I do not know what I expected sitting down for Paul Thomas Anderson’s “Phantom Thread.” The film, written and directed by Anderson, stars Daniel Day-Lewis, Vicky Krieps, and Lesley Manville. It is the story of an idiosyncratic dress designer in England in the 1950s, his sister, and his relationship with a new woman. It is a serious, contemplative, movie as well as being astoundingly funny. It is this last, its humor, which I found most remarkable upon watching it.
Even as the movie opens and we meet Day-Lewis’ fastidious designer, Reynolds Woodcock, it does not seem as though this is a movie that will be full of funny moments. Woodcock is a man more than set in his ways and enabled in his issues by Cyril (Manville), his sister. In fact, it is Cyril who is tasked with dismissing Reynolds’ live-in girlfriends. When the audience watches one conversation between Cyril and Reynolds about sending a woman away, they are certainly given the impression that it is not the first time the two have had this chat.
Day-Lewis is more than mesmerizing from the first time we see him on screen. Reynolds Woodcock is a man of few words, but Day-Lewis has a way of offering both those words and his smile so that the audience feels pulled in by them. We yearn for him to talk. We yearn for him to smile. We yearn to gain his affection. We yearn to see him happy.
It is no surprise to us then that this man who seems so slow and methodical in all things, save driving, is able to quickly entice a young woman, Alma (Krieps), to go out to dinner with him, and from there to her soon moving in to his house and working with him. And so the story unspools in “Phantom Thread,” and the audiences watches the various ups and downs in their relationship and how each member in the couple—and Cyril—react to those changes.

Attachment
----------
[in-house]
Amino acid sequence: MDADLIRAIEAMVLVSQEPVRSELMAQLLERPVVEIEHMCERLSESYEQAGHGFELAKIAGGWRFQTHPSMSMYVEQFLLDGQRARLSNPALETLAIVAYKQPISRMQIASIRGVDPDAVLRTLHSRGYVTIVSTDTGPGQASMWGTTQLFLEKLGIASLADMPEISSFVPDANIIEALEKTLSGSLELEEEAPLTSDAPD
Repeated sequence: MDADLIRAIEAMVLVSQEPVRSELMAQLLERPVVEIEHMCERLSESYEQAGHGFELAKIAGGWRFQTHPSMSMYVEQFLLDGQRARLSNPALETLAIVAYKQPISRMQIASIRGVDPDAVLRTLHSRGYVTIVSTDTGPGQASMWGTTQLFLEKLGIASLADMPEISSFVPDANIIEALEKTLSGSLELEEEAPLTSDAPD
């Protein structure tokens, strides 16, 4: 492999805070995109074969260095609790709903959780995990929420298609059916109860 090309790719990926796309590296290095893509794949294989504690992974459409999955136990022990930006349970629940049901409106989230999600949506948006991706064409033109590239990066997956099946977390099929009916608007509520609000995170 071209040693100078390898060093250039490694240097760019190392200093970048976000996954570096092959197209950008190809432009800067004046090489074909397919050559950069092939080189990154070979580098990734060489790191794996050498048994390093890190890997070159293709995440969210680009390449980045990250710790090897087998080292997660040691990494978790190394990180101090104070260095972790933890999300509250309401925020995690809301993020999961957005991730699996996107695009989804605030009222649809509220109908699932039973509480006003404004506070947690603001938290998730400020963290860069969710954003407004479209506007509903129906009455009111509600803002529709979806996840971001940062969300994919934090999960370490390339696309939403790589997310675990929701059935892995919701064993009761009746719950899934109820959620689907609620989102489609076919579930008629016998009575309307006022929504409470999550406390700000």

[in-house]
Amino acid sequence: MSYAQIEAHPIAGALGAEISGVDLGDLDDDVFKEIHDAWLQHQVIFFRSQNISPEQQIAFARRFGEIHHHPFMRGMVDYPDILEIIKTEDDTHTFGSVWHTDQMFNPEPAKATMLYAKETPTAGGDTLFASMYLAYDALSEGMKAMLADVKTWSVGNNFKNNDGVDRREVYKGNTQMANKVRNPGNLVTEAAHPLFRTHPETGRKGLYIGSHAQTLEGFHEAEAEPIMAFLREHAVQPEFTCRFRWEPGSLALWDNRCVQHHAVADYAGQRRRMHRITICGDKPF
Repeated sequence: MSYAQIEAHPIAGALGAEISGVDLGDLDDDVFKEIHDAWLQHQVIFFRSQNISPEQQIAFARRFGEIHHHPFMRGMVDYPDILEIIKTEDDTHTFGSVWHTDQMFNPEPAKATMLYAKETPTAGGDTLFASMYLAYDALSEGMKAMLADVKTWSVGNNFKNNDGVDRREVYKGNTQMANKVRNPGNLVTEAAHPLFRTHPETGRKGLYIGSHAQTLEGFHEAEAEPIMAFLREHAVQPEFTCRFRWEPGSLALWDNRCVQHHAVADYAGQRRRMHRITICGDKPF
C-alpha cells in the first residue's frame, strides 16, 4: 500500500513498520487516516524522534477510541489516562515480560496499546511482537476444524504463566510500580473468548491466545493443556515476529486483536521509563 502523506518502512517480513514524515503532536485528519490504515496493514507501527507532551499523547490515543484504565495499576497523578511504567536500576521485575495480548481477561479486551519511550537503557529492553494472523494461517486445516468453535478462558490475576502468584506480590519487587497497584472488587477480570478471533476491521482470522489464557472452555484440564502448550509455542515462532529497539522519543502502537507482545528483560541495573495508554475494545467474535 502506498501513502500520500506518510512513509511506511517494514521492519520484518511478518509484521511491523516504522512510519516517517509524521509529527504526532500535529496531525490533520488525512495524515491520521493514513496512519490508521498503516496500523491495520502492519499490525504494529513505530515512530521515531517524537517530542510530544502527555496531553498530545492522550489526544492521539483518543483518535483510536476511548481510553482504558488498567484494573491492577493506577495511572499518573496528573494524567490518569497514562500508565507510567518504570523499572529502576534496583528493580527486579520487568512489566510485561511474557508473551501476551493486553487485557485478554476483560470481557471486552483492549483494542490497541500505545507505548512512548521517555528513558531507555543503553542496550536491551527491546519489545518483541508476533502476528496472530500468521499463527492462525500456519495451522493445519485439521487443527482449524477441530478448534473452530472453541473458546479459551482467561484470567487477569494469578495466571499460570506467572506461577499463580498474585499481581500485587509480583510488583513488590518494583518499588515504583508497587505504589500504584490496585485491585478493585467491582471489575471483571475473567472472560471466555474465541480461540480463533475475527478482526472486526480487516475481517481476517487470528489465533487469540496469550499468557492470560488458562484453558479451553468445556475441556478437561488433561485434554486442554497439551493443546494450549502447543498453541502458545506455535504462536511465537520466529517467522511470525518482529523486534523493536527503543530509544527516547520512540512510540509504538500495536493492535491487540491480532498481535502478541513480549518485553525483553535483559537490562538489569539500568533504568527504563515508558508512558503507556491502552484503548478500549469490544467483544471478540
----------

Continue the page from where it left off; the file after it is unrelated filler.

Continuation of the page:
Some of the humor comes in with Reynolds’ blunt reactions to Alma. He says things no one would expect another human being to say and does so in such a forthright manner that it is impossible to not laugh. Day-Lewis portrays this man as someone more than just stuck in his ways, Reynolds is unable to see the world from someone else’s point of view. He does what he wants in the way he wants and Cyril is there to make sure that Reynolds’ pursuing things in this fashion will still lead to success for the business and his life.
There is also a great deal of fun to be had in the moments when “Phantom Thread” gives the audience Reynolds’ point of view. Anderson offers up things like the noise Alma generates when she prepares and eats breakfast in a terribly over the top way. It ends up being both funny and makes Reynolds’ view completely understandable even if those watching know that Reynolds is making too much of it.
While Day-Lewis is certainly the lead, it would be a mistake to minimize the wonderful performances offered by both Krieps and Manville. Each woman is perfection in her role. Krieps’ Alma is, perhaps, more of a mystery than Reynolds, but the actress is no less engaging than Day-Lewis. Watching Alma grow and change over the course of “Phantom Thread,” as she experiences more of Reynolds’ world, is one of the great joys of the movie. For her part, Manville is marvelously funny as Cyril, this woman who clearly has to make up for all of her brother’s shortcomings and ensure the health and welfare of this man whom she clearly loves.
Also impressive is the fact that many of the events in the movie are a surprise. While things initially progress as one might expect, eventually they take a turn. It is a turn which, in hindsight, makes complete sense, but which also feels audacious as it occurs. It is a feat of filmmaking prowess.
Nothing in “Phantom Thread” is, seemingly, left to chance. It feels like a work that has been executed in the exact way Anderson would have it executed. Whether that is the truth or simply a reflection of the character at the film’s center is unclear. But, whether it’s Mark Bridges’ gorgeous costumes or Johnny Greenwood’s enjoyable music, everything is just so, and it all works together in the right manner.
Daniel Day-Lewis has said that this is his last film, and if that is the case, it is an admirable way to end what has been a marvelous career. As he has again shown here, the world of acting will be poorer without him.
photo credit: Focus Features